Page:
When it comes to online training, Chad Hoke, VP of Sales and Marketing at BlueVolt, a provider of online learning management systems (LMSs) for manufacturing, construction, and service industries, says he thinks the biggest motivating factor is the inherent desire that most people have to master their job or task. “We consistently find that the top 15 to 20 percent of employees usually will find and complete training on their own, simply because they want to improve, regardless of extra help or incentives.”
However, he adds, “the much larger ‘middle group’ of employees is more likely to get distracted from their goals. This group is very responsive to incentives and rewards that help them get on track with training. Even in these cases, though, the incentives don’t have to be rich to be effective.”
For example, BlueVolt recently partnered with Giftango to enhance BlueVolt’s $BlueBucks incentive program, a pay-for-performance system that rewards learners as they successfully complete training through their company’s LMS or online university powered by BlueVolt. The $BlueBucks program has proven to increase online course enrollments up to 10 times. The partnership gives learners the option to redeem $BlueBucks immediately for a virtual eGift card from retailers such as Foot Locker, Nike, and Amazon.com delivered via e-mail or to a smart phone, and viewed through a secure Web browser. Learners also can use their $BlueBucks to pay for additional courses offered in the BlueVolt system, including continuing education courses to keep professional licenses current.
Peder Jacobsen, vice president of Learning & Organizational Effectiveness at BI Worldwide, recommends first ensuring the training is geared toward the actual skills and behaviors that will change results. “Just distributing facts in a PowerPoint is not training,” he says. “It’s like taking a new basketball team and training them by giving them a PPT about the rules, then turning them loose in a competitive league. They’ll get slaughtered. So first is to change or update the training to align with the skills and behaviors that will really get the results you want.”
This is different than aligning training directly to business objectives, he cautions. “It can be a long leap from an individual course to a division’s business objectives. The recommended approach takes into account the actual human behaviors that need to change in order to get the performance that will achieve the business objectives. It also makes it easier to draw a direct line from the training to the overall business objectives by taking it in steps—rather than one giant leap.”
Second, he says, create the incentive rules to reward both the learning of the new behaviors (completing the training course) and then applying them on the job. “One idea to keep costs down is to give a minor incentive here, but use success as a gate or multiplier for actual business results,” he suggests.
Third, Jacobsen stresses, include the first-line managers. “No lasting change happens without them. They provide the oversight and accountability. Include them in the incentive for successfully completing the training themselves, but also consider giving them an override for each of their employees to successfully complete the training and/or start demonstrating results. This ensures that they make their employees comply. As a variation, you also could use the percentage of their employees to complete training and/or demonstrate the behaviors as a gate to accelerate their normal business results.”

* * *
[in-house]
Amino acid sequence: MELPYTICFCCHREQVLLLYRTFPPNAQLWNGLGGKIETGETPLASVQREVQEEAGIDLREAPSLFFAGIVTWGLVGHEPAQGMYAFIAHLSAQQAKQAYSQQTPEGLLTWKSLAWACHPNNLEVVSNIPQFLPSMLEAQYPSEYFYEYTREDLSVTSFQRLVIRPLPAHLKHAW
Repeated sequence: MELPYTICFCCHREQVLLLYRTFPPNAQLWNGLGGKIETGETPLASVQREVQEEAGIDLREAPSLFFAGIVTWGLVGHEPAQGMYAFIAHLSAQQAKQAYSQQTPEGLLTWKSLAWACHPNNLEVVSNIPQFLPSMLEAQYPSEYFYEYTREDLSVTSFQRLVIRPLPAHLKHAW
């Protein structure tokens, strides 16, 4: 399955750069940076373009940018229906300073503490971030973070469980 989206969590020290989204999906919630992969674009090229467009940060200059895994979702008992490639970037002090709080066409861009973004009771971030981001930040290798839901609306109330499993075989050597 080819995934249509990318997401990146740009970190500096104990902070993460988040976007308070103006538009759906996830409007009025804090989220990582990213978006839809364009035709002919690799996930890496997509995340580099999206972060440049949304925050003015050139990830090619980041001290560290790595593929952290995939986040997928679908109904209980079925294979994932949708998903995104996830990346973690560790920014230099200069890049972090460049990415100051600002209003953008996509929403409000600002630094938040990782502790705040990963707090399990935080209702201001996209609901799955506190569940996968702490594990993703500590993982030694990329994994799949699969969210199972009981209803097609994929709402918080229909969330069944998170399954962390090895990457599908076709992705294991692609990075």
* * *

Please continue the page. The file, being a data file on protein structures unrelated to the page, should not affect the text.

In all these situations, Jacobsen believes, an accumulation system has more flexibility and power than cash or gift cards. As an example, he cites a large telecommunications client that created a voluntary incentive program for training within its customer service/sales employee base. It piggybacked on its points accumulation system that was in place to motivate sales. If learners completed courseware and were certified, they received points in their sales reward incentive system.
In the spring program, approximately 25 percent of the population voluntarily participated in the training. Certified employees’ sales increased 12 percent more in one month than those of non-certified employees. The same program was used again in the fall. This time, it included an incentive for first-line managers, as well as employees. Managers received an incentive—and an override—for each employee who reported to them who was certified. Voluntary participation increased to about 50 percent, and month-over-month results were even more dramatic. “One month after certification,” Jacobson says, “certified employees sold 43 percent over baseline, while uncertified reps sold 19 percent less, yielding a whopping difference of 62 percent between certified vs. non-certified.”
Jacobsen does note that while there is a control group, “it’s a self-selecting system and it can be argued that the best people chose to try to improve themselves. However, the improvements listed here were measured against their own individual baselines and then averaged.” Nor does that criticism accommodate for such large deviations in performance, he adds.
Linking Recognition and Rewards
Research has proven that recognition can be a powerful motivator. That brings up the question: Does tying recognition to cash and other rewards have a bigger impact on motivation?
Rewards, such as cash and tangible reward items, are extrinsic and transactional in nature, Saunderson explains. “In other words, if you do ‘x’ then you get ‘y.’ A person knows they will get the reward if they deliver the desired results. Very much like getting paid a wage or salary for one’s job. Recognition, on the other hand, is intrinsic and relational—and is more meaningful in nature. It also is unexpected and influences our emotions, thus impacting us psychologically and emotionally.”
Effective and meaningful recognition—appreciation, praise, and social reinforcement—will directly impact the self-esteem and internal motivation of an individual, Saunderson says. “Coupled with fair and justifiable rewards, you have a winning combination.”